Wednesday, December 11, 2013
The Con War on the Canada Pension Plan
It's my nightmare vision of a Con jungle. A country full of seniors living in poverty and misery.
A country where the old and the poor have no present, and the young have no future.
A nightmare that became even more real today, when the Cons killed an NDP proposal to expand the Canada Pension Plan.
Even though a recent study showed that Canada is the only OECD country where seniors are getting getting poorer, and the government is doing less and less to help them.
And the only good thing I can see, is that some seniors are finally starting to fight back.
Conservatives are losing support among Canadian seniors for refusing to expand the Canada Pension Plan, warns a national seniors group. On the same day that the Conservative majority voted down an NDP motion calling for CPP expansion, the seniors lobby group CARP released a survey showing Conservative support is slipping among its members.
Finally starting to starting to realize that Stephen Harper is their enemy not their friend.
“He does not like the Canada Pension Plan, so I believe that as long as he is the Prime Minister of this country, no time will be the right time for any infinitesimal increase in CPP premiums and benefits,” he said.
A political thug who would put his foul ideology before the needs of vulnerable Canadians, and is trying to dismantle a social safety net that took generations to build.
From the unemployed to low-income families and poor seniors, more people than ever are struggling with grim choices as they try to cope in the leaner, meaner Canada presided over by Prime Minister Stephen Harper. Since winning power eight years ago next month, the federal Conservatives have chipped away at programs that helped define the compassionate, caring Canada built over the course of several generations.
And what really makes me see red, is the Con claim that expanding the CPP would be a "job killing payroll tax" and that they are only trying to protect the interests of younger Canadians.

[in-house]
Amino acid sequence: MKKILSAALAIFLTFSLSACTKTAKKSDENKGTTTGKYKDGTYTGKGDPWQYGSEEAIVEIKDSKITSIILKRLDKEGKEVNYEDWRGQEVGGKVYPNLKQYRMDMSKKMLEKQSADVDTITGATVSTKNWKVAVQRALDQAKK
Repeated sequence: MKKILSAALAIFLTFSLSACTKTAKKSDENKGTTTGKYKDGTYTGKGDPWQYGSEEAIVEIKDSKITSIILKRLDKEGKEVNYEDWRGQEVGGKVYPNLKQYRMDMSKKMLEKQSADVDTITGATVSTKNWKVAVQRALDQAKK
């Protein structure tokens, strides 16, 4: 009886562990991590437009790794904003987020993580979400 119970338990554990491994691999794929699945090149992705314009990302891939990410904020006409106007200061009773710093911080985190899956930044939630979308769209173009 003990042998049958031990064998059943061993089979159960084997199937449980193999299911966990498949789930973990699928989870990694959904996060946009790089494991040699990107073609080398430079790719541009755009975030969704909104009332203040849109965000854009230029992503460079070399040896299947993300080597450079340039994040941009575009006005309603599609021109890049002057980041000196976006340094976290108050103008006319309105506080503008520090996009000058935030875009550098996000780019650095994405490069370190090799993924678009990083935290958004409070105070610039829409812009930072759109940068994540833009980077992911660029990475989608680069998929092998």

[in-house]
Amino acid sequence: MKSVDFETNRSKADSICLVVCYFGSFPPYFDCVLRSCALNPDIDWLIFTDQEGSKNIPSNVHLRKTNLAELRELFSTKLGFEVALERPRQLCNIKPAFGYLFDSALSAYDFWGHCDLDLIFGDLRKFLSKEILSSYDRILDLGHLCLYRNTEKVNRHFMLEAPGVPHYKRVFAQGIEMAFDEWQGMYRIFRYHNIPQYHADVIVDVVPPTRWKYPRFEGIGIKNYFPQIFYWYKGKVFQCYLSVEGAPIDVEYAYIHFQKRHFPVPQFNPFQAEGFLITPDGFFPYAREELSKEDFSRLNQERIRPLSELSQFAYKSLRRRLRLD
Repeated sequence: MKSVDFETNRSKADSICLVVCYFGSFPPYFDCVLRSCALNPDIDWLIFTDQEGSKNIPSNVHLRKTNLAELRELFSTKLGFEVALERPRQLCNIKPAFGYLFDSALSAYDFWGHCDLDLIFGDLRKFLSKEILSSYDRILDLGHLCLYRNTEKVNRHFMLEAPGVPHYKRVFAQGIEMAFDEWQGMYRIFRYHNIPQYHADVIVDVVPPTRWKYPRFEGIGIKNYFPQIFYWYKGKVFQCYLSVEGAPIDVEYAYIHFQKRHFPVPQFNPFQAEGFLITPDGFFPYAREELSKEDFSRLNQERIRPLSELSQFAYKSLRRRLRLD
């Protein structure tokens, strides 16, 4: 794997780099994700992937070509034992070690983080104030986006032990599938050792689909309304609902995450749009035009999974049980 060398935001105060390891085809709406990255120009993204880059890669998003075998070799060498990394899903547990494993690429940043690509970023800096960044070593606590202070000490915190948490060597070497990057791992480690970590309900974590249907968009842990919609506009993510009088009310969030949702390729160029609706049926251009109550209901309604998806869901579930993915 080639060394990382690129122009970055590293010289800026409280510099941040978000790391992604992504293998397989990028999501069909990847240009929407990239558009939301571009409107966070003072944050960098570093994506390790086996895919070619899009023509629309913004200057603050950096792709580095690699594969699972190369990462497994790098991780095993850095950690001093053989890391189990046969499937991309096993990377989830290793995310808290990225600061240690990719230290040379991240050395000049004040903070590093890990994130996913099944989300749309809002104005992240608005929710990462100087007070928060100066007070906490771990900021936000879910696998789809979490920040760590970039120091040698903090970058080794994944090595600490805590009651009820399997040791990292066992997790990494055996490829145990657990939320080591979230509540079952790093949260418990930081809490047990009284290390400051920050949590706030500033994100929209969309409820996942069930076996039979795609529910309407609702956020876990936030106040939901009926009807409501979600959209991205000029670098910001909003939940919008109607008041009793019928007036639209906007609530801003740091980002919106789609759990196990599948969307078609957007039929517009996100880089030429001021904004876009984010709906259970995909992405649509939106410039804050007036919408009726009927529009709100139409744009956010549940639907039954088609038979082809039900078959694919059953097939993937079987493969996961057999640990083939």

When in fact expanding the CPP would have a minimal effect on the economy, and it would benefit young workers not punish them.
Contrary to Mr. Robson’s contention that young workers will be most at risk from CPP expansion, such workers will, in fact, be the largest beneficiaries. Current retirees would gain nothing, since they would not be paying any additional premiums, and older workers would gain only limited benefit increases based on their few years of higher contributions. Young workers would be paying higher CPP premiums over their entire working lives, and thus would stand to get the full increase in CPP benefits.
Not just because most young workers have low paying jobs with no benefits, no pensions, no anything.
But also because judging from all the ones I know, they would support any plan that would allow seniors to live in dignity. Not only because it's the right and Canadian thing to do, but also because they too will be old some day, their future has never looked bleaker.
And the Con proposals to replace the CPP with voluntary savings plans, or so called pooled pensions plans, are nothing but a scam.
Critics of CPP expansion proposals have not offered any viable alternative to increase the retirement savings of workers. Voluntary saving schemes – including workplace pensions and RRSPs – have shown their growing inability to address the problem. Nascent pooled registered pension plans, also voluntary, will do little better. All the empirical evidence suggests that only a mandatory increase in workers’ savings will address the problem.
About as good as relying on a Lotto 649 pension plan.
And are only designed to throw us all into the hands of the greedy private insurance companies who are circling Parliament hill like vultures. And make them richer while making most of us poorer and less secure.
Yup. The other night I wrote about the growing threat of a generational war, something I totally reject since I don't believe in pitting one group of Canadians against the other.
Now here's a chance for young and old to work together, stand up for our precious social safety net, and OUR Canada.